Latest in a series of posts on Airbnb and short-term lodging
Bethlehem City Council deadlocked on a zoning amendment that would institute strict conditions on short-term lodging in the city, including requiring the homeowner to be present when a room is being rented.
The ordinance, up for introduction at Tuesday’s virtual City Council meeting, failed to pass by a vote of 3-3. Several council members have used services such as Airbnb and questioned whether the ordinance was overreaching.
Council President Adam Waldron, Councilman Bryan Callahan and Councilwoman Grace Crampsie Smith voted against. Councilmen J. William Reynolds and Michael Colon, and Councilwoman Olga Negron, were in favor. Councilwoman Paige Van Wirt was absent.
Waldron, who has several small children, said sometimes Airbnb is the only option if his family wants to go on vacation.
“I think this goes too far, and I think it punishes people who are doing a good job of renting out their homes. They are encouraging people to come to Bethlehem and spend their money and visit our downtown,” he said. “I don’t want to be a hypocrite. I am willing to continue conversation about a way we can go after some of the problems regarding short-term rentals.”
Crampsie Smith said she knows people who rely on Airbnb rentals to supplement their income. She also said it’s not uncommon for visitors to rent an entire house so they can have some privacy on their getaway.
Negron said she too has used Airbnb, but it’s usually in a beach setting and not in quiet residential neighborhoods like those in Bethlehem.
“These are topics I have heard a lot of members of our community speaking on and they are concerned,” she said. “I believe what’s in front of me goes along with the residents’ request to make things tougher.”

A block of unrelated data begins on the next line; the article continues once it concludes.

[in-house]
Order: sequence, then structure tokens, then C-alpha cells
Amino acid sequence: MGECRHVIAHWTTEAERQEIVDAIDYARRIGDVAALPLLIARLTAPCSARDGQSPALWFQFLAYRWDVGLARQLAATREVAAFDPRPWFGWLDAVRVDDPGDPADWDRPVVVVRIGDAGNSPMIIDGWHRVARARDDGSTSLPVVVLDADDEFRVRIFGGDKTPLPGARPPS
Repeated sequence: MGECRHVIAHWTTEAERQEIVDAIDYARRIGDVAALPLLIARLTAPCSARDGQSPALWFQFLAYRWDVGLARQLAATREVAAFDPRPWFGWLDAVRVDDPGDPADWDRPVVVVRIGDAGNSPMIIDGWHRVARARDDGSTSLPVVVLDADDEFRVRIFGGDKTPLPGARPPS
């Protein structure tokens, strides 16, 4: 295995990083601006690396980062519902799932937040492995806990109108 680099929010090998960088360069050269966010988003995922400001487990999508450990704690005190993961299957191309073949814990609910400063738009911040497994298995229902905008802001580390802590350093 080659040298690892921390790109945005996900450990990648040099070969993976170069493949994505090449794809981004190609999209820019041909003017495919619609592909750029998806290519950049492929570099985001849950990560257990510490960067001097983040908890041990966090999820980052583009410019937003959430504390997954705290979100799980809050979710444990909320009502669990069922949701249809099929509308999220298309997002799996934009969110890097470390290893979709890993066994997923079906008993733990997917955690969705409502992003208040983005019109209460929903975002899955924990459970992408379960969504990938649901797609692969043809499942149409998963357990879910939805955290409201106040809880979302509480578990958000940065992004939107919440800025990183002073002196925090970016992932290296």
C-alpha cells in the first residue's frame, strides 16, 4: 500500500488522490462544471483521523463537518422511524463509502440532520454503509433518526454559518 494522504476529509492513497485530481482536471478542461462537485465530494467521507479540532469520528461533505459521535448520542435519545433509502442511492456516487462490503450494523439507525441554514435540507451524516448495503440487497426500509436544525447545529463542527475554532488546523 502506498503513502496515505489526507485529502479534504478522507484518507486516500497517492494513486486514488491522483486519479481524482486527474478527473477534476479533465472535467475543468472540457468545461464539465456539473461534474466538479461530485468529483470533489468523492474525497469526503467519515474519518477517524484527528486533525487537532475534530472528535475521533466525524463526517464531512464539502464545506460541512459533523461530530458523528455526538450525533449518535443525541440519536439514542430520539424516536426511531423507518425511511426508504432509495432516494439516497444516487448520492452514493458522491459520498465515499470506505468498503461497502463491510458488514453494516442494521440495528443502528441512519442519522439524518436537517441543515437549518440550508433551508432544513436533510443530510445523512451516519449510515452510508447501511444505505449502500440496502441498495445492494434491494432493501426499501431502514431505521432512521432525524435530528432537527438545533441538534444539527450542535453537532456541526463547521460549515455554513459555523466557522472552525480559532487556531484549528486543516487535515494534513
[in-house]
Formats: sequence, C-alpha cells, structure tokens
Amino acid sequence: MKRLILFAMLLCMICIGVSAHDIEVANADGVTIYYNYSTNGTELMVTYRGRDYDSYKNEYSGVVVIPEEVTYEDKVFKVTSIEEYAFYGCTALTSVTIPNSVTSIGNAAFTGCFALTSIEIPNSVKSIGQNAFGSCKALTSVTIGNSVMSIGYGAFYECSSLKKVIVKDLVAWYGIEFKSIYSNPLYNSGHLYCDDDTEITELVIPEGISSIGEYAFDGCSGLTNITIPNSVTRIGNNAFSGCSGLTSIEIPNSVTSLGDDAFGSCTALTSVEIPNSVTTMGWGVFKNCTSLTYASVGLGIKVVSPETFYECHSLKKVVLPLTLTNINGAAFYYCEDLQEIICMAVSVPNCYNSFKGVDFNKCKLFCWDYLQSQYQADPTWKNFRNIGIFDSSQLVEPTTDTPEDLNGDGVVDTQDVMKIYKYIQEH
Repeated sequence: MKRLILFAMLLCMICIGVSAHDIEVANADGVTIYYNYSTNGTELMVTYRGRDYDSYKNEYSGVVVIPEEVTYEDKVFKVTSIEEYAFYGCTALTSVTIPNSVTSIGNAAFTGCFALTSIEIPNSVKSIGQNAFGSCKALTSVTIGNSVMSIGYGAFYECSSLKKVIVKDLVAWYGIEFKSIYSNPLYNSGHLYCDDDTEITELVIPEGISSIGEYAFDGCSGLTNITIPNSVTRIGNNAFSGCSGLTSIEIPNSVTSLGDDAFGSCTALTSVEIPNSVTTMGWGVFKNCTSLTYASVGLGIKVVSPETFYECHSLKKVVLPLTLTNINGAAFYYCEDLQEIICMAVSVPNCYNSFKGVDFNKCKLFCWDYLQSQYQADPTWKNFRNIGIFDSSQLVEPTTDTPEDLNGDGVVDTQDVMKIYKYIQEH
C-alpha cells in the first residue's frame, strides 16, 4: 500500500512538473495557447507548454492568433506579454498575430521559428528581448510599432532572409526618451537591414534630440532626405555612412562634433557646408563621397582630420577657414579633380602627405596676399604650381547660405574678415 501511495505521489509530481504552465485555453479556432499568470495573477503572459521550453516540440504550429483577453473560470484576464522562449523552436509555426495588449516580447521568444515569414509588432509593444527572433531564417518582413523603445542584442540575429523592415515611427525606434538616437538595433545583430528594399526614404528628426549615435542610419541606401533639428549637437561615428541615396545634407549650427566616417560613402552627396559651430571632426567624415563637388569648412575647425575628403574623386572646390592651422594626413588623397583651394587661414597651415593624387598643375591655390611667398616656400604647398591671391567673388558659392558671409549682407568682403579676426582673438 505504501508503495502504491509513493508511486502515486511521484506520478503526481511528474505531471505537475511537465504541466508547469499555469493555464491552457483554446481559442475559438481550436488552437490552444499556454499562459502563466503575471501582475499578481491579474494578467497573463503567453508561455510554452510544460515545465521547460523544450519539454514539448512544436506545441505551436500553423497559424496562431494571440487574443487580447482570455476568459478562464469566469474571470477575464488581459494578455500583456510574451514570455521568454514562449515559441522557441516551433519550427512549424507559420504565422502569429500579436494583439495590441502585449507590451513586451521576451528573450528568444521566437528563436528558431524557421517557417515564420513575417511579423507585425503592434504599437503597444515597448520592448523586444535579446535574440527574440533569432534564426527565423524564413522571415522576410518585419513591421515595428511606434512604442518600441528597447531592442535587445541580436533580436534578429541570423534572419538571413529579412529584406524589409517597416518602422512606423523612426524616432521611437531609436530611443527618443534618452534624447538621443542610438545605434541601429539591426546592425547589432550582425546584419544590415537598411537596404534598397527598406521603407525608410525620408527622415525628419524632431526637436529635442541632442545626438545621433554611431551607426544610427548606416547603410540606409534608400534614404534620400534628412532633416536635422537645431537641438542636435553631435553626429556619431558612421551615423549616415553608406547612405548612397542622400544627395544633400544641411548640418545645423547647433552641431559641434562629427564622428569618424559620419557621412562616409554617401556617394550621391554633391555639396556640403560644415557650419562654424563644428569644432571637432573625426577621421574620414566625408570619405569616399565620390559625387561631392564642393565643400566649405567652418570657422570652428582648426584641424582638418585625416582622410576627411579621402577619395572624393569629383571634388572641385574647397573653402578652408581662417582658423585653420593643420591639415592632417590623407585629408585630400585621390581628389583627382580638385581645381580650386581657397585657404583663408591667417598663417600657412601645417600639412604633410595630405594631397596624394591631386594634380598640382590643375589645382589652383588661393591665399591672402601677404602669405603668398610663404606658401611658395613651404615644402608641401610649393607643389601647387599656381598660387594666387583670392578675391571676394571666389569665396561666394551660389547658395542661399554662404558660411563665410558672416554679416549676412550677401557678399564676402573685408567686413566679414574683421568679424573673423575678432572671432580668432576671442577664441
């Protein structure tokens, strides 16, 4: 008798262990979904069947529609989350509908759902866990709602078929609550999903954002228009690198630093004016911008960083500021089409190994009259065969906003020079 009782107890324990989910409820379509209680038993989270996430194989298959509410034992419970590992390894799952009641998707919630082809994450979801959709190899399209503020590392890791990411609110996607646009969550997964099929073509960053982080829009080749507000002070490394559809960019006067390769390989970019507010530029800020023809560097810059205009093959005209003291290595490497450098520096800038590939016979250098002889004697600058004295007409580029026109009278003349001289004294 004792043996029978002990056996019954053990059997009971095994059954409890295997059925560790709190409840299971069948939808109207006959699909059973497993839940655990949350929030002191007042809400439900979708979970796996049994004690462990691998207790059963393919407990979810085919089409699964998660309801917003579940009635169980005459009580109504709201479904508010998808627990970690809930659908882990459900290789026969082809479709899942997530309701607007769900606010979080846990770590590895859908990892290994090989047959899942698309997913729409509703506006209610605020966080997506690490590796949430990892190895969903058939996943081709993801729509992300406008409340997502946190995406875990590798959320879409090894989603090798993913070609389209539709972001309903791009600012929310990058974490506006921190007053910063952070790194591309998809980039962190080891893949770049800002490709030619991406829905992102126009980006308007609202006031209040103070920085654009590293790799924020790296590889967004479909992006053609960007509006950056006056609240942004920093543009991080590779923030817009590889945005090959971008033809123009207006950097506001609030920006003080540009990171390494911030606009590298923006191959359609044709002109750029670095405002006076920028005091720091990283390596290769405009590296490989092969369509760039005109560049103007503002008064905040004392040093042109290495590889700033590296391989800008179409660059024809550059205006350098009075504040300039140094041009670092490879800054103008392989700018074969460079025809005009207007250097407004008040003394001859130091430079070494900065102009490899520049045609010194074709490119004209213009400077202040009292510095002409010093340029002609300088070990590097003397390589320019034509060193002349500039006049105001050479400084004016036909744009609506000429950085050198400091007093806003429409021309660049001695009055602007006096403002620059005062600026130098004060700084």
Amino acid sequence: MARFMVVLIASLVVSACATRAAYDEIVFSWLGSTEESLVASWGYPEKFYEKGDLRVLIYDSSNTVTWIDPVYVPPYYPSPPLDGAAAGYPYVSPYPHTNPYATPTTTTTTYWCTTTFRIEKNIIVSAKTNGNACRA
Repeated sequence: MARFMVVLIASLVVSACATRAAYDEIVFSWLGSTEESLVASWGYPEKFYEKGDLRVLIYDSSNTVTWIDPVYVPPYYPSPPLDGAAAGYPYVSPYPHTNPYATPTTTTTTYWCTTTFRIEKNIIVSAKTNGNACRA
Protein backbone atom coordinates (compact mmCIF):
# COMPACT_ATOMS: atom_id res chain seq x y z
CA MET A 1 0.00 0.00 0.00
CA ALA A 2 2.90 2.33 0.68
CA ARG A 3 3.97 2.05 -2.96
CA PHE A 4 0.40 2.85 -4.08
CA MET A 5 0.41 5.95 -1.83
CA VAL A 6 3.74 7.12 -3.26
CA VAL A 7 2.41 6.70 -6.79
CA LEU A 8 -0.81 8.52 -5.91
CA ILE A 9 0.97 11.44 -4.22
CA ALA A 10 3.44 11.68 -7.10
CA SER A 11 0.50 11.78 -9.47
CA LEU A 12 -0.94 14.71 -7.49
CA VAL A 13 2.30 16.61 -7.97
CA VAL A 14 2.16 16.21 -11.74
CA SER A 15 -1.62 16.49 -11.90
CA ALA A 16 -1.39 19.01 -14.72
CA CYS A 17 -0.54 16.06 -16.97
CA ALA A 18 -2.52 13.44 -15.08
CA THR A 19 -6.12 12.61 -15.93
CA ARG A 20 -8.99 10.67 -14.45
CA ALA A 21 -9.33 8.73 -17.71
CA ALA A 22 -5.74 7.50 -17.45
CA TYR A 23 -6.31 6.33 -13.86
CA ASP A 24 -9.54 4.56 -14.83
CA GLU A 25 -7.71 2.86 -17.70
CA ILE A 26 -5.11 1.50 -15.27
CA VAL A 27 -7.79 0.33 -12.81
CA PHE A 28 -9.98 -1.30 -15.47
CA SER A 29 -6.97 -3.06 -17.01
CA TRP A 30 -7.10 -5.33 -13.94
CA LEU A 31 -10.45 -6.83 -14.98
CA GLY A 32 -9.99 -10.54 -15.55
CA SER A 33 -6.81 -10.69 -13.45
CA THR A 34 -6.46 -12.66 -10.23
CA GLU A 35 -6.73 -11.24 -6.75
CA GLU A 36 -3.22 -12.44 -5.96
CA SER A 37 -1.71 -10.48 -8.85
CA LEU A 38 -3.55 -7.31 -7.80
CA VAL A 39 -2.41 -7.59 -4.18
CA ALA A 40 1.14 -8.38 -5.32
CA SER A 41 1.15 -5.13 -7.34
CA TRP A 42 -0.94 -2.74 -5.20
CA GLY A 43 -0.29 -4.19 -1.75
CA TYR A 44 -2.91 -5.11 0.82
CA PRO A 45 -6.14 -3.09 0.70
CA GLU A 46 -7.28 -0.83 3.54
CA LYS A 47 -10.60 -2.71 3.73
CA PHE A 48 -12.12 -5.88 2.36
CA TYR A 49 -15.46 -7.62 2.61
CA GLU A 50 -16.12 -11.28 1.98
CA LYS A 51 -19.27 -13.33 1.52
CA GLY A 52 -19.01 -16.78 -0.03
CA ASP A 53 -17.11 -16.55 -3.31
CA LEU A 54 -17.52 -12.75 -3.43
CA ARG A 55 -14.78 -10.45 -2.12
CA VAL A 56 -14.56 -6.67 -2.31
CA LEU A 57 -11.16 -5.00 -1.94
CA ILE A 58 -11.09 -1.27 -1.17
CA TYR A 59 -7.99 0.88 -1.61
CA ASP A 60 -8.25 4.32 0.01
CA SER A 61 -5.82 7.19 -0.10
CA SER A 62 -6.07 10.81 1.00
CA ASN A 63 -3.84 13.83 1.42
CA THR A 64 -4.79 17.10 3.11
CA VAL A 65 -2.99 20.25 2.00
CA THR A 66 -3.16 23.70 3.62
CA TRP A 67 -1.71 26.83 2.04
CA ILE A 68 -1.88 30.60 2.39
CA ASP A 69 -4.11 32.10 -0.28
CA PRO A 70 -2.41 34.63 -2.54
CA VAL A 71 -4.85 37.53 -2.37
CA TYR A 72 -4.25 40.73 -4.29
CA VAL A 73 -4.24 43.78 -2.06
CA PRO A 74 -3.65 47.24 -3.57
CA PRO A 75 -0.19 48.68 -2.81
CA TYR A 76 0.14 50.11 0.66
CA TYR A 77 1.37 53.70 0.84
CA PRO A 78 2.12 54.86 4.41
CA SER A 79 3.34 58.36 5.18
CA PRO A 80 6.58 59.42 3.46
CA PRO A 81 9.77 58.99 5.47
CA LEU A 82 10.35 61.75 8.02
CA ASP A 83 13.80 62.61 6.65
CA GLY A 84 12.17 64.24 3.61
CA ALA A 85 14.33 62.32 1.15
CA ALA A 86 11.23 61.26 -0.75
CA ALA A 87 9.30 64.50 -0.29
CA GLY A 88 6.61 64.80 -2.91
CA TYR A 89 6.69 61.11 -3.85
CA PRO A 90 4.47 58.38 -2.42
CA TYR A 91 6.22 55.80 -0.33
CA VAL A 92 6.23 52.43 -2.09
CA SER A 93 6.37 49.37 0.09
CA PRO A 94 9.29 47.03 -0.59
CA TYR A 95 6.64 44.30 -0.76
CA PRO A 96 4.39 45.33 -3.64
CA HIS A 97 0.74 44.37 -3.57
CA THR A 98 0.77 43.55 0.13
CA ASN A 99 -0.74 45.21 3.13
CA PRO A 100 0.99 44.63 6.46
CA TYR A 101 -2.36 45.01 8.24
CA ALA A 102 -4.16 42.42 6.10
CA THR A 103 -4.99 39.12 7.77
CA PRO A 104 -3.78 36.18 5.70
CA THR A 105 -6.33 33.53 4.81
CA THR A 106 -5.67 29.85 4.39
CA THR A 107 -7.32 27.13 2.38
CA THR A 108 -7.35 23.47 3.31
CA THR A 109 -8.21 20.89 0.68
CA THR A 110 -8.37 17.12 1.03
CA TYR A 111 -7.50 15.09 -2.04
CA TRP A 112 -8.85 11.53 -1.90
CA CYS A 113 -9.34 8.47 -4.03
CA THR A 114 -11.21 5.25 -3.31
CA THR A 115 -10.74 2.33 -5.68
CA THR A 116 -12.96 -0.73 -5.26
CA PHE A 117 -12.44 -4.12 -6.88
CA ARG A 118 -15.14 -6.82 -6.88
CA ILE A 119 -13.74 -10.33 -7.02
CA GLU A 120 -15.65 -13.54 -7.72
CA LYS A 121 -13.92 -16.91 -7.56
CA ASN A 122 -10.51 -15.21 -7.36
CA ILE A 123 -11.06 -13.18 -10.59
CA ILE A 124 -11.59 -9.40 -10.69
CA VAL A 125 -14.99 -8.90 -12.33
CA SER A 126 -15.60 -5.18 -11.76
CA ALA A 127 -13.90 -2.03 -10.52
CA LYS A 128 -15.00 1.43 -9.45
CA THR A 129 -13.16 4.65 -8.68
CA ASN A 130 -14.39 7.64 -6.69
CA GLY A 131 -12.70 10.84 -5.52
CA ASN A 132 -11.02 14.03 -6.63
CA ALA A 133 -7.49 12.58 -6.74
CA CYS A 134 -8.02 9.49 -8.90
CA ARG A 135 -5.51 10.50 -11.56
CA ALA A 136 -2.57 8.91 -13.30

There are 25 registered short-term rentals in the city. A search of Airbnb pulls up at least 18 more that are not registered, city officials said.
Some of the restrictions in the proposed ordinance include limiting a guest’s stay to no more than 30 consecutive days, allowing no more than two rooms to be rented at a time, and requiring the homeowner be present during rentals.
The ordinance also restricts short-term rentals to homes constructed and occupied by Jan 1, 2020, and requires the property to have two off-street parking spaces. One additional space is required if more than one room is rented. The parking requirement does not apply to properties in the commercial business district.
It attempts to provide a way for residents to engage in such rental arrangements, while protecting the integrity of Bethlehem’s neighborhoods, city officials have said. The city planning commission recommended the zoning amendment to council in January, and the Lehigh Valley Planning Commission gave a favorable review of the proposal later that month.
The reasoning behind having the owner occupy the house during the rental is that they would have a vested interest in who they are renting to and would not allow inappropriate behavior or wild parties. City officials also hoped the ordinance would deter investors from buying homes in the historic district solely for the purpose of converting them into short-term rentals.
Callahan and Negron asked whether the ordinance could be amended to require the homeowner only be present for a certain amount of time instead of during the entire length of a guest’s stay, but city Planning Director Darlene Heller said that would be difficult to enforce.
Any amendment could also table the ordinance for a couple more months as it makes its way through the approval process again.